Automating data exports from Apple Health

A screenshot of this website's footer. Showing different personal data, including physiological, weather, location etc."

The dynamic footer of my website has been powered by a little aggregation of some of my personal data for about 5 1/2 years by now. Until recently, all the data related to my activity and physiology (steps, heart rate, sleep, body) came from an Oura Ring. Beyond the untypical form factor (being finger instead of wrist-worn), the different iterations of the ring were also quite early in having a temperature sensor and giving blood oxygen readings, which were fun to play around with, especially for creating a heuristic for feeling okay.

Unfortunately, a recurring issue with the Oura Ring (or at least the different ones that I had over the last 6 years) is that their batteries tend to die after ~12-15 months, probably at least in part due to the small size. And while the 24 month EU warranties somewhat cover this quite predictable device death for a while, it’s definitely not too sustainable. So, instead of replacing yet another ring I’ve gone back to exclusively use an Apple Watch for recording data, as the recent models of those also can record blood oxygen and ‘wrist’ temperature (though, the blood oxygen functions are disabled in the US over patent issues). And unlike Oura, which syncs all your data into their ‘cloud’, Apple stores all the health data in Apple Health right on your phone. Which is great from a privacy perspective, but also means that there’s no easy or preinstalled on-board way for automatically exporting or accessing your data from outside your device, e.g. for use in my website footer.

While Apple Health itself offers an export function, this needs to be manually triggered for each export and results in humongous dump of all data in a ZIP file that in turn contains lots of different XML files, which means it’s not a practical solution to working with the data in a more ongoing fashion. Over the years, I’ve tried a couple of different Apple Health exporter apps for iOS: Quantified Self used to provide a (no-longer supported) QS Access app, which produced CSV files on request. And for Quantified Flu we created our own iOS app to export a small subset of physiological data to Open Humans, but that didn’t include all the data I’d wanted to include in the footer.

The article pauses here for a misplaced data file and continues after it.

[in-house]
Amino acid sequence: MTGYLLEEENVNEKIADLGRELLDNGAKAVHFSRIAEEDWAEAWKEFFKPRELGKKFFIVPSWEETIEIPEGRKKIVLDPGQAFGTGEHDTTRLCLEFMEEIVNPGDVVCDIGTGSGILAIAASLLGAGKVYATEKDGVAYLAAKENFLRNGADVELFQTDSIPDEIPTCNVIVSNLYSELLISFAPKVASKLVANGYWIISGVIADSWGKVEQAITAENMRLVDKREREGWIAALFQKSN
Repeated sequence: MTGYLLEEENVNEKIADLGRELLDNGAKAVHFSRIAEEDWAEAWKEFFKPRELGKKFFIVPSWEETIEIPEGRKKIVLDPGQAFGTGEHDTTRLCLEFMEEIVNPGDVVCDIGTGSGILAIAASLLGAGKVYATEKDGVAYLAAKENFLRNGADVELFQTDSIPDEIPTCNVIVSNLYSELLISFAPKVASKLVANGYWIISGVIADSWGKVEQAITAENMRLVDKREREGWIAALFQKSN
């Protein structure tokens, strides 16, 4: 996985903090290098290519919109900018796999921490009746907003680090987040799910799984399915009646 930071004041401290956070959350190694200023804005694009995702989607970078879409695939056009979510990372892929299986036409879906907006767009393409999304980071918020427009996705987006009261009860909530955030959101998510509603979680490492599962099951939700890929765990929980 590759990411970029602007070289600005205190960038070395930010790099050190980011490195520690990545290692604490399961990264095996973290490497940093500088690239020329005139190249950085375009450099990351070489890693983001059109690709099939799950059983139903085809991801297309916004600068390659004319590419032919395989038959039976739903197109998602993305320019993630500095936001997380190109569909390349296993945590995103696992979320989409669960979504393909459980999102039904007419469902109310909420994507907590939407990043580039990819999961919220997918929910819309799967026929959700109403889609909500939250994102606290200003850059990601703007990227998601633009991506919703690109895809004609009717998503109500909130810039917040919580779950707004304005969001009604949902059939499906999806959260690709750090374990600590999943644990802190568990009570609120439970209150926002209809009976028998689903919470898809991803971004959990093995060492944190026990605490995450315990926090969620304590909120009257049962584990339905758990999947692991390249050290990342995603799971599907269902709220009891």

Which is how I settled on Health Auto Export, an iOS app I had tried before and which is designed to be very flexible when it comes to exporting data from Apple Health: On a basic level, it allows to get all the data into cloud storage services such as iCloud or Dropbox. But more importantly for my use case, it also provides the option of sending data from Apple Health to a REST API endpoint. It allows picking a subset of health metrics of choice (or all of them!), the level of aggregation, the format (CSV or JSON) and the periodicity of how frequently one wants to push data.

When I tried to export data with the app in the past, the REST API approach was a bit flaky, I think mainly due to iOS limitions regarding background tasks and how long they can last and how much memory they are allowed to access. But Lybron Sobers, the developer of Health Auto Export has been working on this over time, and at least for targeted data exports the REST API-solution now works for my use case: I’ve set it up to export ~10 different health metrics as JSON up to 4x/hour, aggregated into a single value for the current day. With those settings, I use the API export to then send the data to my experimental personal API setup that I run through Heroku, which in turn processes and stores the data.

And, as you can see in the footer it works. As larger data exports are a bit problematic, I’ve for now removed the “heuristic” part – as it relies on comparisons to longer historic records – but with the current setup it’s working quite well. Sometimes the app needs a little nudge, especially if I haven’t opened the actual Apple Health app in a while, but it’s reliable enough for me. If you have a lot of data in Apple Health and look for a way to get the data out of it either in an automated/API way (or just want a way to generate CSV files of your data instead of XML files), give Health Auto Export a look.

The full feature set requires an in-app purchase. The app has a subscription payment service, useful if you want to just give it a try. It also allows for a one-off permanent payment, which is useful if you end up putting into “production” use. (And no Lybron isn’t paying me anything for this, I’m just genuinely grateful for an app that works for my specific use case).

I’m also collecting some of the settings I use on the Health Auto Export page on the Personal Science Wiki if you’re interested in reproducing this.

Bastian Greshake Tzovaras

Bastian Greshake Tzovaras

Generally, things are better if you put open* in front of them.

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